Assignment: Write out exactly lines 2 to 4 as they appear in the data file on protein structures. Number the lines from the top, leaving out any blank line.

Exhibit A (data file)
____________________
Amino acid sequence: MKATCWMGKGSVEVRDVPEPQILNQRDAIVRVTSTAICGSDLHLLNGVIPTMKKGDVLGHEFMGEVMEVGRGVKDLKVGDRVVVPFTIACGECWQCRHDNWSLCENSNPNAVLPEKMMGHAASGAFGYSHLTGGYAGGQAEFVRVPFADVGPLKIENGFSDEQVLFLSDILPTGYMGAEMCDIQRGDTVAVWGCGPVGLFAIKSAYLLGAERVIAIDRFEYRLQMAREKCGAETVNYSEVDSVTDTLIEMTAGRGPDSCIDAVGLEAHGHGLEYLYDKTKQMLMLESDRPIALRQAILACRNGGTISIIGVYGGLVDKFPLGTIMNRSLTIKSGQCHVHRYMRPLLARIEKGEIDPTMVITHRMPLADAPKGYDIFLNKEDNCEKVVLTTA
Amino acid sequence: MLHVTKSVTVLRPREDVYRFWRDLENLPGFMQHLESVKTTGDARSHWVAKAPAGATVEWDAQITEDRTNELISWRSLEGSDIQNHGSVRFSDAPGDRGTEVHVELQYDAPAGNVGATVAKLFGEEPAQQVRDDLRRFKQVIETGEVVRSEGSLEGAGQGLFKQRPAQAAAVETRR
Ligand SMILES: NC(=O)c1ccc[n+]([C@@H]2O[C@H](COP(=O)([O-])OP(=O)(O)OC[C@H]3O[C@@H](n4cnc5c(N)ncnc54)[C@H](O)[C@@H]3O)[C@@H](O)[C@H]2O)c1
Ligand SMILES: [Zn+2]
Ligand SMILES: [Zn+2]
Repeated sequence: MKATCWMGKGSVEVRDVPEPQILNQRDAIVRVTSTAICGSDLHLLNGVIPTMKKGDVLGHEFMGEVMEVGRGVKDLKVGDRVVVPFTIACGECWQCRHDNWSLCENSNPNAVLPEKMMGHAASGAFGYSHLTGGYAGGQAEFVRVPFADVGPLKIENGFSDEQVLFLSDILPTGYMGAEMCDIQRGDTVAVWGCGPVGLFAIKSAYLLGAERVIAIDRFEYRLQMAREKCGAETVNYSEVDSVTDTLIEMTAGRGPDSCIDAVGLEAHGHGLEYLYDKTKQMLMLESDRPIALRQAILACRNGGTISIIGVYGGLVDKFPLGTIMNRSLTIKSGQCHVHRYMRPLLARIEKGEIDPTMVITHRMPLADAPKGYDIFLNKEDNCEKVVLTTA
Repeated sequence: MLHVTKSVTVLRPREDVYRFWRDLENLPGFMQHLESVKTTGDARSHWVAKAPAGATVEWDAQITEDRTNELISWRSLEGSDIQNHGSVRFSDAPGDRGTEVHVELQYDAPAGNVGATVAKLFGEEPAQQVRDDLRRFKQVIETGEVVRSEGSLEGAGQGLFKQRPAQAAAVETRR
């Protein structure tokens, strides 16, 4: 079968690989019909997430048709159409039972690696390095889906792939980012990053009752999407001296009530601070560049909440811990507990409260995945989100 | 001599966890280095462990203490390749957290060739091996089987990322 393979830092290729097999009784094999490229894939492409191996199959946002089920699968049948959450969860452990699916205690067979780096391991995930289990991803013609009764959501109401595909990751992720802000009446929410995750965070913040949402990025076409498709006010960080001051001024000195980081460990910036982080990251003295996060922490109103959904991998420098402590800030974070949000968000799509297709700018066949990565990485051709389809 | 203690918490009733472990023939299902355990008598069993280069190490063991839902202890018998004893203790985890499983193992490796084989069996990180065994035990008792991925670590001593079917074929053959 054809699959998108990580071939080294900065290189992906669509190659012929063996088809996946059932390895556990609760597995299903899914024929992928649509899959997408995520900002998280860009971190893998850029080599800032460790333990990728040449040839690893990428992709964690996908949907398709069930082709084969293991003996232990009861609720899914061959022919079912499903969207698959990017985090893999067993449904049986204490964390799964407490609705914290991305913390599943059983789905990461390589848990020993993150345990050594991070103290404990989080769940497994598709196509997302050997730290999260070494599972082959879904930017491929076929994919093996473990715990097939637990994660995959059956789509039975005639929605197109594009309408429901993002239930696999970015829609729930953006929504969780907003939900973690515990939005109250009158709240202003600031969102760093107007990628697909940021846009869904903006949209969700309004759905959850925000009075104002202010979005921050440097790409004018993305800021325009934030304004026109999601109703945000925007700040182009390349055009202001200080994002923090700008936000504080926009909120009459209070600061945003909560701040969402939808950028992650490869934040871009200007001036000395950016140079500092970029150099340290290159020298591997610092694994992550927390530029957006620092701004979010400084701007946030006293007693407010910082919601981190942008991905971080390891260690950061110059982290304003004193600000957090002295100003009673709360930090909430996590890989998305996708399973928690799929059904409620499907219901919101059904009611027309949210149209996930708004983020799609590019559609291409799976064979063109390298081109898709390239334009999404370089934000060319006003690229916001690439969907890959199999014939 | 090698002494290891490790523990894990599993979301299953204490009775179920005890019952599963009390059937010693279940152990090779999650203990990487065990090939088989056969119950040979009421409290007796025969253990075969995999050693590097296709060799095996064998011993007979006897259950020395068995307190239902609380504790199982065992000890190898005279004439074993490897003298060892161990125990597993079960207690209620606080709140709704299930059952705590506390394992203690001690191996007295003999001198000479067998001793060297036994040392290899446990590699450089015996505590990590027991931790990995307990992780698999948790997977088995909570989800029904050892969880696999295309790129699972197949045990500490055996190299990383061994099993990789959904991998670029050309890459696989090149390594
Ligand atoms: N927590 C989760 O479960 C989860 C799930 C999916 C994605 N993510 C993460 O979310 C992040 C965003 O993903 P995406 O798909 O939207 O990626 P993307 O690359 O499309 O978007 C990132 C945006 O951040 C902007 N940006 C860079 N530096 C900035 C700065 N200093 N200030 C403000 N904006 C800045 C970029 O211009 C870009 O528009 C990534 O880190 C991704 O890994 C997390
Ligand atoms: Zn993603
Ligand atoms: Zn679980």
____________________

Amino acid sequence: MLHVTKSVTVLRPREDVYRFWRDLENLPGFMQHLESVKTTGDARSHWVAKAPAGATVEWDAQITEDRTNELISWRSLEGSDIQNHGSVRFSDAPGDRGTEVHVELQYDAPAGNVGATVAKLFGEEPAQQVRDDLRRFKQVIETGEVVRSEGSLEGAGQGLFKQRPAQAAAVETRR
Ligand SMILES: NC(=O)c1ccc[n+]([C@@H]2O[C@H](COP(=O)([O-])OP(=O)(O)OC[C@H]3O[C@@H](n4cnc5c(N)ncnc54)[C@H](O)[C@@H]3O)[C@@H](O)[C@H]2O)c1
Ligand SMILES: [Zn+2]